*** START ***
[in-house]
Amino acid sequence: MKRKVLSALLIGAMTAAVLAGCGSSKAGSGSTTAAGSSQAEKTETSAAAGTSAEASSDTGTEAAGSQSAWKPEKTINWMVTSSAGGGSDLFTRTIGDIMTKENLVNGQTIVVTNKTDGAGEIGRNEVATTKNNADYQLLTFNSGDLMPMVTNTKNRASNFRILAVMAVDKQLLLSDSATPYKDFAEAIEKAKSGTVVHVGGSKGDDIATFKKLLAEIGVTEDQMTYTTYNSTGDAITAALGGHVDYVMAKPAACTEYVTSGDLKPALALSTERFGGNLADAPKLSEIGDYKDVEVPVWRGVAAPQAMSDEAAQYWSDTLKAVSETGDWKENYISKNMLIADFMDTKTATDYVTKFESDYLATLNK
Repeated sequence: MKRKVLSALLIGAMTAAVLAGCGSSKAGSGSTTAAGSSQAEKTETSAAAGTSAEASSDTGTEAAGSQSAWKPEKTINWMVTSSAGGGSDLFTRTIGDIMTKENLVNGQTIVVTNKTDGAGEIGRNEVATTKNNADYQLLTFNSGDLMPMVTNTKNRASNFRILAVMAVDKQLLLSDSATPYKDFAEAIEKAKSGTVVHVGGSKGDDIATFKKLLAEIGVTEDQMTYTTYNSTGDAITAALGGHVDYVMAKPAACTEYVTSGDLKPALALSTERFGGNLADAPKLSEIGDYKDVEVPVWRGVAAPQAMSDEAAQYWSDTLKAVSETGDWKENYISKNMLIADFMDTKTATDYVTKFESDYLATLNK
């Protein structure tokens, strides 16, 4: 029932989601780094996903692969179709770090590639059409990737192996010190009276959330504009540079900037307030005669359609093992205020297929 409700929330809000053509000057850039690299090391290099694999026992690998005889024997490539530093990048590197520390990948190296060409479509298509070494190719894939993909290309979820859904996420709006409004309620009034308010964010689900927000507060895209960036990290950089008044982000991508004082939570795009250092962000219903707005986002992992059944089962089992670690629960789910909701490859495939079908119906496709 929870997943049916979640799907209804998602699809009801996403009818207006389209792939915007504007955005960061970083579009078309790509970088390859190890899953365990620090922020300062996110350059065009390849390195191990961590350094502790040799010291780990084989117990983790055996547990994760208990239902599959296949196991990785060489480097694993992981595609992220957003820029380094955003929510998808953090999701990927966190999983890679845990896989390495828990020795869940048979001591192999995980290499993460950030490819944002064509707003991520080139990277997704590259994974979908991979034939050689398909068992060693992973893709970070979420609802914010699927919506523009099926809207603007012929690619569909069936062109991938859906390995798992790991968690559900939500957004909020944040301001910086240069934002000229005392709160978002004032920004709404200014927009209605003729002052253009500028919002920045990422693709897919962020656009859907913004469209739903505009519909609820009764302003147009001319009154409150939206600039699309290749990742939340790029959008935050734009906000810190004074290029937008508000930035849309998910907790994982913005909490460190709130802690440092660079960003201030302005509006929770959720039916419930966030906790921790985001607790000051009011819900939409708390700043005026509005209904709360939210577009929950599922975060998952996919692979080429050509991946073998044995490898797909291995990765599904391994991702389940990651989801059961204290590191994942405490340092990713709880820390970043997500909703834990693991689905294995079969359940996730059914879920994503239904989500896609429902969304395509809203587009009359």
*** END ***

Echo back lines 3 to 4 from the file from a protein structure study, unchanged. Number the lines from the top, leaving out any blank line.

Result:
Repeated sequence: MKRKVLSALLIGAMTAAVLAGCGSSKAGSGSTTAAGSSQAEKTETSAAAGTSAEASSDTGTEAAGSQSAWKPEKTINWMVTSSAGGGSDLFTRTIGDIMTKENLVNGQTIVVTNKTDGAGEIGRNEVATTKNNADYQLLTFNSGDLMPMVTNTKNRASNFRILAVMAVDKQLLLSDSATPYKDFAEAIEKAKSGTVVHVGGSKGDDIATFKKLLAEIGVTEDQMTYTTYNSTGDAITAALGGHVDYVMAKPAACTEYVTSGDLKPALALSTERFGGNLADAPKLSEIGDYKDVEVPVWRGVAAPQAMSDEAAQYWSDTLKAVSETGDWKENYISKNMLIADFMDTKTATDYVTKFESDYLATLNK
């Protein structure tokens, strides 16, 4: 029932989601780094996903692969179709770090590639059409990737192996010190009276959330504009540079900037307030005669359609093992205020297929 409700929330809000053509000057850039690299090391290099694999026992690998005889024997490539530093990048590197520390990948190296060409479509298509070494190719894939993909290309979820859904996420709006409004309620009034308010964010689900927000507060895209960036990290950089008044982000991508004082939570795009250092962000219903707005986002992992059944089962089992670690629960789910909701490859495939079908119906496709 929870997943049916979640799907209804998602699809009801996403009818207006389209792939915007504007955005960061970083579009078309790509970088390859190890899953365990620090922020300062996110350059065009390849390195191990961590350094502790040799010291780990084989117990983790055996547990994760208990239902599959296949196991990785060489480097694993992981595609992220957003820029380094955003929510998808953090999701990927966190999983890679845990896989390495828990020795869940048979001591192999995980290499993460950030490819944002064509707003991520080139990277997704590259994974979908991979034939050689398909068992060693992973893709970070979420609802914010699927919506523009099926809207603007012929690619569909069936062109991938859906390995798992790991968690559900939500957004909020944040301001910086240069934002000229005392709160978002004032920004709404200014927009209605003729002052253009500028919002920045990422693709897919962020656009859907913004469209739903505009519909609820009764302003147009001319009154409150939206600039699309290749990742939340790029959008935050734009906000810190004074290029937008508000930035849309998910907790994982913005909490460190709130802690440092660079960003201030302005509006929770959720039916419930966030906790921790985001607790000051009011819900939409708390700043005026509005209904709360939210577009929950599922975060998952996919692979080429050509991946073998044995490898797909291995990765599904391994991702389940990651989801059961204290590191994942405490340092990713709880820390970043997500909703834990693991689905294995079969359940996730059914879920994503239904989500896609429902969304395509809203587009009359």